Where did this name come from?
Posted 10 October 2006 - 07:46 PM
Now a Morgan got it's name from Justin Morgan. A QH got iot's name from runnig a quarter mile. An Arab got it's name from coming from Arabia. But who decided that a donkey should have a name like A**? I mean it's even in the bible! And where did Jack come from?
Makes ya wonder
Posted 10 October 2006 - 07:51 PM
Good question I want to know the answer LOL
Posted 10 October 2006 - 07:56 PM
Posted 10 October 2006 - 07:57 PM
Posted 10 October 2006 - 07:58 PM
*sigh* off to google.
You KNOW I can't sleep now until I find out!
Posted 10 October 2006 - 08:02 PM
First we have to tell you how jack*** came to describe what we today call a donkey. *** is a very old word, of even much older roots. In late Old English it was assa, thought to have come from one of the Celtic languages (Old Irish has asal). Many other Indo-European languages had versions of the word which derived from Latin asinus, but the record seems to indicate that the Celtic version(s) lent themselves not only to Old English, but to Teutonic and Slavonic as well. From this etymologists speculate that the Celtic form has as its ultimate roots a Sumerian or Semitic word, which might explain also where the Greek form onos (source of English onager) came from. Hebrew has the word athon "***".
To be continued!!! I HATE my 'puter!
[ 10-10-2006, 09:07 PM: Message edited by: phurgus ]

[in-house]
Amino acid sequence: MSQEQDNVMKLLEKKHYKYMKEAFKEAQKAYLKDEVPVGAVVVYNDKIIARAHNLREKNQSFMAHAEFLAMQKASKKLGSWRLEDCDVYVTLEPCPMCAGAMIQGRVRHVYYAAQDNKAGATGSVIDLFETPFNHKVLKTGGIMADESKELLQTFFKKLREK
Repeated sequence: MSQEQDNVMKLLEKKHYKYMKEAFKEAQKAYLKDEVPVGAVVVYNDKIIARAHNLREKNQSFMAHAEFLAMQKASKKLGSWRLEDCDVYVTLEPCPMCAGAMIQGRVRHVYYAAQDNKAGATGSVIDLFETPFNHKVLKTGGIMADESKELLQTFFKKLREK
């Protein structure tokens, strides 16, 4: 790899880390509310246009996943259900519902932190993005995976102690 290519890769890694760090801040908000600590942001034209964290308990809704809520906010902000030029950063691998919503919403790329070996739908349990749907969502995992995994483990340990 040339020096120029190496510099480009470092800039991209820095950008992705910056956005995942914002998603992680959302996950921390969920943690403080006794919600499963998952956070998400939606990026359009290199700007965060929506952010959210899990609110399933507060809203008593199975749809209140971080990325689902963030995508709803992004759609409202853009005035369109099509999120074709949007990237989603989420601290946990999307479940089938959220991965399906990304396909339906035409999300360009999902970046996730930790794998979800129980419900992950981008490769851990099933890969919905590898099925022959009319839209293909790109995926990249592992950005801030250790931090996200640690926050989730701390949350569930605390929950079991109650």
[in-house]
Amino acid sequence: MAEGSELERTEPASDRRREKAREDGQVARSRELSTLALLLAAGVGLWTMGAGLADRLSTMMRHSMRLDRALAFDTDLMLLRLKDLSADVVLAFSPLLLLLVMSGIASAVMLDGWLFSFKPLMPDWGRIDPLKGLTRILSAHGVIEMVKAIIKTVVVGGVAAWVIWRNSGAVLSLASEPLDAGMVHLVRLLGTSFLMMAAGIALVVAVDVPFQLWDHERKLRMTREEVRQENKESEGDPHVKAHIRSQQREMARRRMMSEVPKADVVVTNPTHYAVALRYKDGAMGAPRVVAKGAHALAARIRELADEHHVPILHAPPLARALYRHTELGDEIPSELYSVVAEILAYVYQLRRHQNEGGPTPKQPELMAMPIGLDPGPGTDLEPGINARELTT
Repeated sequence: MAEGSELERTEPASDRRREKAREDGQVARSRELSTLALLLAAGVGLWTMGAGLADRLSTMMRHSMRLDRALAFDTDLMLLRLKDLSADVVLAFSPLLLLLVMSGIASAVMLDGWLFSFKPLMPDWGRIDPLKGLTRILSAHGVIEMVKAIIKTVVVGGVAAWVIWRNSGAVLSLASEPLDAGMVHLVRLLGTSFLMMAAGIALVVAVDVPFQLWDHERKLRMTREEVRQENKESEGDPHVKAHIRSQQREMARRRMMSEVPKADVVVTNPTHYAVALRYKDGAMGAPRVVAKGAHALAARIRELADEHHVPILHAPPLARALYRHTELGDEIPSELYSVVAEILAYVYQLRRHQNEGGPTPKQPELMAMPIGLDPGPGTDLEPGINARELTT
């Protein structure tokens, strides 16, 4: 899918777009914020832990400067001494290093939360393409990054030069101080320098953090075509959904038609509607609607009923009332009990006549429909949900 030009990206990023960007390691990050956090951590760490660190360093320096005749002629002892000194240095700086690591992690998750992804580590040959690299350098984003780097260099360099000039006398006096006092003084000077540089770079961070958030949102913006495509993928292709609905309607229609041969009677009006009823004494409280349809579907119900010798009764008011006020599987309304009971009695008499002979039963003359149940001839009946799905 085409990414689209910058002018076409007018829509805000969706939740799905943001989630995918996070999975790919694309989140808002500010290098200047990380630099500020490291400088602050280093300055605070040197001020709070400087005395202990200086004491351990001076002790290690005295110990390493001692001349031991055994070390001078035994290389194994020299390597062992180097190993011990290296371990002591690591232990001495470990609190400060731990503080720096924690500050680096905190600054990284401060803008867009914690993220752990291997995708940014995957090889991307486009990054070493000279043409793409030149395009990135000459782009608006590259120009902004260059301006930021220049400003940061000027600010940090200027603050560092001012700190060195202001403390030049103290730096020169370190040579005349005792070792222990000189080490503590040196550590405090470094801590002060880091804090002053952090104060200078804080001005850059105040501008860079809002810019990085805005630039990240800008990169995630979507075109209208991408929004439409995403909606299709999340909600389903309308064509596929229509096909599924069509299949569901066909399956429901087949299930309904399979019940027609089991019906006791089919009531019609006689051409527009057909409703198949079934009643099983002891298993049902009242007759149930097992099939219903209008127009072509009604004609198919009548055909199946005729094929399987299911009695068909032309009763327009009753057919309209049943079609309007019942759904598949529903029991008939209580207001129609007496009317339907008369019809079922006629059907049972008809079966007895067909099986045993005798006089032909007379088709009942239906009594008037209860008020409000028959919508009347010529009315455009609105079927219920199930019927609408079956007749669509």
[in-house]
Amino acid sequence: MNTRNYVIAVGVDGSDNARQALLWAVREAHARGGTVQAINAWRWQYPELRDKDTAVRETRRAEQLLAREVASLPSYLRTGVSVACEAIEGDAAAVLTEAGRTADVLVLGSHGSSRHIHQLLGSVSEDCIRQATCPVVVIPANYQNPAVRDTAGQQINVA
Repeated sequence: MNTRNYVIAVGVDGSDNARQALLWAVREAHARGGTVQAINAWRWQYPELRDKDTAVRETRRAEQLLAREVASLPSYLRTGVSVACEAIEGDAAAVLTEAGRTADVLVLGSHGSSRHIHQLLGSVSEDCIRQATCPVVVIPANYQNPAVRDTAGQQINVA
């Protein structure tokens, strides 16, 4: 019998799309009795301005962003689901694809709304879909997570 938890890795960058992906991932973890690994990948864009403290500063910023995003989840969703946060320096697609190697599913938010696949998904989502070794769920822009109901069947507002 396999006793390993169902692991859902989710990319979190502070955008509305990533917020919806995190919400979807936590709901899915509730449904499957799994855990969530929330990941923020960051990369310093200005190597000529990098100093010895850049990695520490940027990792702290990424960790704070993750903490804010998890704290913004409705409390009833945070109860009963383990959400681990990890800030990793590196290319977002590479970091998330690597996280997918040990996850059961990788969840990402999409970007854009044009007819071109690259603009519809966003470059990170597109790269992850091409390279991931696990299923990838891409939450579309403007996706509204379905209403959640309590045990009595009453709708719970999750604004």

Posted 10 October 2006 - 08:06 PM
I was kinda hoping for a neat little story
Posted 10 October 2006 - 08:07 PM
Jack, used to identify the male form of a species, goes back to at least the late 16th or early 17th century. In the case of the ***, Jenny was used to refer to mares. There was a feminine form of *** in Old English, assen (formed like the feminine form of fox, vixen), but Jack and Jenny replaced the need for a feminine form.
jack*** used to describe a "fool" comes from the age-old association of clumsiness and unintelligence with ***** (that's what happens when you've been domesticated for millenia!); this goes back at least to the ancient Greeks and was perpetuated in the Bible. The purely metaphorical use, calling a man an ***, arose in the 17th century.
Also, relatives of *** (and Irish asal) may be found in the German ezel and Dutch esel. It is from this latter word that we derive easel, the wooden *** which carries an artist's canvas. "
Is what I found on this site: http://www.takeourword.com/Issue059.html#Spotlight
Posted 10 October 2006 - 08:34 PM
quote:Oh, now I get it! In the biblical story of Balaam, a prophet who was hired to curse the Israelites, but instead was commanded by God to bless them instead.... that was just God talkin' out his ***!
Originally posted by phurgus:
.........and was perpetuated in the Bible.
Posted 10 October 2006 - 09:41 PM
Failing that, the scientific name sufices for me...